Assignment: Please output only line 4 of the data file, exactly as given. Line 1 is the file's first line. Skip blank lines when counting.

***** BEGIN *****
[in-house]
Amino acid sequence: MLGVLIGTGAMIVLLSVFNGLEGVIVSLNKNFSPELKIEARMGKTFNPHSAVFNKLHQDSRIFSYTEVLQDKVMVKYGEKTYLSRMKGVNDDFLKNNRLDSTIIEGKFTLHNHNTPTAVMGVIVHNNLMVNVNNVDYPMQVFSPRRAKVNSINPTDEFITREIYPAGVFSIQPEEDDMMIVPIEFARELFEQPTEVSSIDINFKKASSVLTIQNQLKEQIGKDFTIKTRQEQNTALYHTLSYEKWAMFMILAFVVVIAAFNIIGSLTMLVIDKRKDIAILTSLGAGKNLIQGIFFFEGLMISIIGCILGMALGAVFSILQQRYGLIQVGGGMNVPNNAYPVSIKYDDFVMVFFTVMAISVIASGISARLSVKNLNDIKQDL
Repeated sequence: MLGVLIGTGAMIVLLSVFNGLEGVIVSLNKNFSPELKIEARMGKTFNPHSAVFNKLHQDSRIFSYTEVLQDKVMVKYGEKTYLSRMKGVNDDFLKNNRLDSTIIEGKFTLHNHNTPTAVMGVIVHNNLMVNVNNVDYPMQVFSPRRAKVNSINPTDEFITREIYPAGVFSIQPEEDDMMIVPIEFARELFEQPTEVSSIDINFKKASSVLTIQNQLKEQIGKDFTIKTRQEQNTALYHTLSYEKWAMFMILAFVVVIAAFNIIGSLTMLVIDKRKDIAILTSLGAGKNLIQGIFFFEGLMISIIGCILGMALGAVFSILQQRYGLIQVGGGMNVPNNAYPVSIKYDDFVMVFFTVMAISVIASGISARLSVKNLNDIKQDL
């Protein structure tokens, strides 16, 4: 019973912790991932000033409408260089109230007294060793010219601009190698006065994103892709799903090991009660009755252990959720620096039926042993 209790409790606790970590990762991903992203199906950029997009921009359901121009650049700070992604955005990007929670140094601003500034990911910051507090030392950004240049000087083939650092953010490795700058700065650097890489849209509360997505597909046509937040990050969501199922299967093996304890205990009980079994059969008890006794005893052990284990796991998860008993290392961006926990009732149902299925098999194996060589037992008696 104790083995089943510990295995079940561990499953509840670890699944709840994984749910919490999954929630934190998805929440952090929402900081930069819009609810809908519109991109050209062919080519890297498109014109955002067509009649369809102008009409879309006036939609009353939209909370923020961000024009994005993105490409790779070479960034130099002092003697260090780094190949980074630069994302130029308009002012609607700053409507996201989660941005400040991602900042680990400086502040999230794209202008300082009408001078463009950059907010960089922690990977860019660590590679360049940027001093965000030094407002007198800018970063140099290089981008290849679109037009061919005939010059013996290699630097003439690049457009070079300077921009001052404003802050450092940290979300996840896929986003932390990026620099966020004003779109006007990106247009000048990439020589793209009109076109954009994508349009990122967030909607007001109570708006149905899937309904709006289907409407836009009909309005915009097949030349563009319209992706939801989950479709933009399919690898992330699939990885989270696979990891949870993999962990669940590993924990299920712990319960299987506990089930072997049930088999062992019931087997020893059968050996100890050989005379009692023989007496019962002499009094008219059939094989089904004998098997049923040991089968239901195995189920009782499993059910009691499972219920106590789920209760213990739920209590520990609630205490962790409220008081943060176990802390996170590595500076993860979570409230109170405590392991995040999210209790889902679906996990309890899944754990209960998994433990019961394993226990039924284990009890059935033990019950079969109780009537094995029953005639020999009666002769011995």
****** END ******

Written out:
């Protein structure tokens, strides 16, 4: 019973912790991932000033409408260089109230007294060793010219601009190698006065994103892709799903090991009660009755252990959720620096039926042993 209790409790606790970590990762991903992203199906950029997009921009359901121009650049700070992604955005990007929670140094601003500034990911910051507090030392950004240049000087083939650092953010490795700058700065650097890489849209509360997505597909046509937040990050969501199922299967093996304890205990009980079994059969008890006794005893052990284990796991998860008993290392961006926990009732149902299925098999194996060589037992008696 104790083995089943510990295995079940561990499953509840670890699944709840994984749910919490999954929630934190998805929440952090929402900081930069819009609810809908519109991109050209062919080519890297498109014109955002067509009649369809102008009409879309006036939609009353939209909370923020961000024009994005993105490409790779070479960034130099002092003697260090780094190949980074630069994302130029308009002012609607700053409507996201989660941005400040991602900042680990400086502040999230794209202008300082009408001078463009950059907010960089922690990977860019660590590679360049940027001093965000030094407002007198800018970063140099290089981008290849679109037009061919005939010059013996290699630097003439690049457009070079300077921009001052404003802050450092940290979300996840896929986003932390990026620099966020004003779109006007990106247009000048990439020589793209009109076109954009994508349009990122967030909607007001109570708006149905899937309904709006289907409407836009009909309005915009097949030349563009319209992706939801989950479709933009399919690898992330699939990885989270696979990891949870993999962990669940590993924990299920712990319960299987506990089930072997049930088999062992019931087997020893059968050996100890050989005379009692023989007496019962002499009094008219059939094989089904004998098997049923040991089968239901195995189920009782499993059910009691499972219920106590789920209760213990739920209590520990609630205490962790409220008081943060176990802390996170590595500076993860979570409230109170405590392991995040999210209790889902679906996990309890899944754990209960998994433990019961394993226990039924284990009890059935033990019950079969109780009537094995029953005639020999009666002769011995």